Raffi Nalvarian—aka King Raffi, a South Bay music scenester and former KSJS DJ—told Metro that “Carlos was one of the most important people in advocating and supporting the South Bay music scene for many years. I am just so sad that he is no longer with us.” Nalvarian also posted on Facebook, “We became very good friends over the years and shared some pretty fun times together. I have so much I want to say about how important he was to me as a friend and a supporter early in my career. Carlos was my honorary Armenian friend. His Armenian name was Kevork and he would always leave me messages saying ‘Hey! It’s Kevork! Give me a call!’ I’ll never forget how much we laughed together and shared zillions of stories at California Sushi in downtown San Jose.”

Greg Camp, founding guitarist and songwriter for the band Smash Mouth, recalled the writer’s work well: “A legend and a very sweet man gone too soon. I can still see Carlos lurking in the shadows of the Cactus Club, taking notes, and all of us San Jose bands trying our hardest to play our best for him. It was always exciting to rip open the Metro on Thursday to see what he had to say about whatever happened the weekend before.”

Longtime colleague Richard von Busack, who was the paper’s leading film critic when deVillalvilla was a music columnist, muses about what made deVillalvilla special. “You think of a certain kind of person as the big-rock act critic for a weekly newspaper—a name dropper, a gladhander, a patronizer. The late Carlos deVillavilla was none of those things. He was a genial and witty figure, sort of resembling a shorter and stouter Ben Franklin. And he was there at the very beginning of Metro and thus, sadly, a person who did the work before things went digital in ’96. The back issues repose in the basement of the MLK Library, though. His writing is waiting for anyone wanting some of the color of what I’d consider the really happy rocking days of San Jose, when there were entourage-free nightclubs and a good back and forth between performers and crowd.”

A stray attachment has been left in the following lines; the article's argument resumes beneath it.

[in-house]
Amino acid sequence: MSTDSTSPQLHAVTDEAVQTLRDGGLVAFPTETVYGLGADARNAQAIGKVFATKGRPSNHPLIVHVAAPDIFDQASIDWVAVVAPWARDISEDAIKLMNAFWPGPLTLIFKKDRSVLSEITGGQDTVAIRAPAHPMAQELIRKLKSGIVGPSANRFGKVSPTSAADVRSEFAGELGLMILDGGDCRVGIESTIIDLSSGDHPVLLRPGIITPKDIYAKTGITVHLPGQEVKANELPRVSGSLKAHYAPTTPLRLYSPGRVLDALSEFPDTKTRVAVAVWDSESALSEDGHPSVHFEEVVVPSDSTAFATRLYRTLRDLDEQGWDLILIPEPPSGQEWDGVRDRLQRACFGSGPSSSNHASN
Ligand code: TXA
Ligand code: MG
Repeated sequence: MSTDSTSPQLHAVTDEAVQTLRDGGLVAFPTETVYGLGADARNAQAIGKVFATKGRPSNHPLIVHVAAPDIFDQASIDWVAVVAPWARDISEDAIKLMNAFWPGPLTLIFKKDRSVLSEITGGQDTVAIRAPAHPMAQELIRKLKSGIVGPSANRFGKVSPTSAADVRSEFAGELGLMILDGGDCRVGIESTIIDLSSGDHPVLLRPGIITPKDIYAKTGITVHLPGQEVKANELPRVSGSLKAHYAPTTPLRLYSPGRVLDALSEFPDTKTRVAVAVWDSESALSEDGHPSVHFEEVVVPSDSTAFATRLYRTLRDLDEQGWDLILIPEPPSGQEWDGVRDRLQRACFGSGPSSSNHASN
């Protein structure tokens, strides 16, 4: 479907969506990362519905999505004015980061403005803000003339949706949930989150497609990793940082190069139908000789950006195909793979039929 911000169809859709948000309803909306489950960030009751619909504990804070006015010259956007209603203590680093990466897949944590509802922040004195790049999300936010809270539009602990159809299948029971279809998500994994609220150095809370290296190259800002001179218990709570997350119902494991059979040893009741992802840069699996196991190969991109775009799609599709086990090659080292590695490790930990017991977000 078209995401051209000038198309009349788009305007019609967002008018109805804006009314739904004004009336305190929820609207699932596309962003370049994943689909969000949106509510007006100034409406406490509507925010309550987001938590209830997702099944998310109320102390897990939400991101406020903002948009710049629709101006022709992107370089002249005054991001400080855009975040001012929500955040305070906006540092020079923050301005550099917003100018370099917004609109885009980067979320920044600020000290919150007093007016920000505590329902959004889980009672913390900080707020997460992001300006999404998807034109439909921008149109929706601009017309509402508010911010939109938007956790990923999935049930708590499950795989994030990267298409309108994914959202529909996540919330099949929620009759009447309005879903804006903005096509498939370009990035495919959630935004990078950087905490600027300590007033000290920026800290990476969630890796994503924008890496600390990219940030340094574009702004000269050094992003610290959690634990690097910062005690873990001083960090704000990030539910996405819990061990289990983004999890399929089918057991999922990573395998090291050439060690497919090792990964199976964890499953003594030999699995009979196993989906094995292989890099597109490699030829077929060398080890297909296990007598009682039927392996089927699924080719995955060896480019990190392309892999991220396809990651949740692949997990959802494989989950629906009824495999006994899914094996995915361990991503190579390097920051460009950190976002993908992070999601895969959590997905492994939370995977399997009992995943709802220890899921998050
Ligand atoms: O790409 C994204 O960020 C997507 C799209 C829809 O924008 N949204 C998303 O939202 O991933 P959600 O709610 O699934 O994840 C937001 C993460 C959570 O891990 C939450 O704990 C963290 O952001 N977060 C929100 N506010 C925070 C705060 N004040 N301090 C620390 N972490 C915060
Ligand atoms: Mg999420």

Later, von Busack kept in touch on FaceBook during deVillalvilla’s “tranquil days in Florida,” sharing thoughts about the elections and “agreeing that Guardians of the Galaxy Volume II highlighted the universe’s greatest evil: baby boomer dads who go away and start up new families.” But von Busack’s fondest memory is “running into him front and center at the excellent Oingo Boingo show in July 26, 1986, at what was then Marriott’s Great America; he’d got me a free ticket, and we were shoulder to shoulder watching Danny Elfman do the scythe dance.”

SoFA SCENE Carlos deVillalvilla on South First Street

You worry too much

You make yourself sad

You can’t change fate

But don’t feel so bad

Enjoy it while you can

It’s just like the weather

So quit complaining brother

No one lives forever

Carlos deVillalvilla leaves behind wife Doreen and mother Maryann Devillalvilla as well as sister MaryAnn Dube, niece Elisabeth Dube and aunts, uncles and cousins.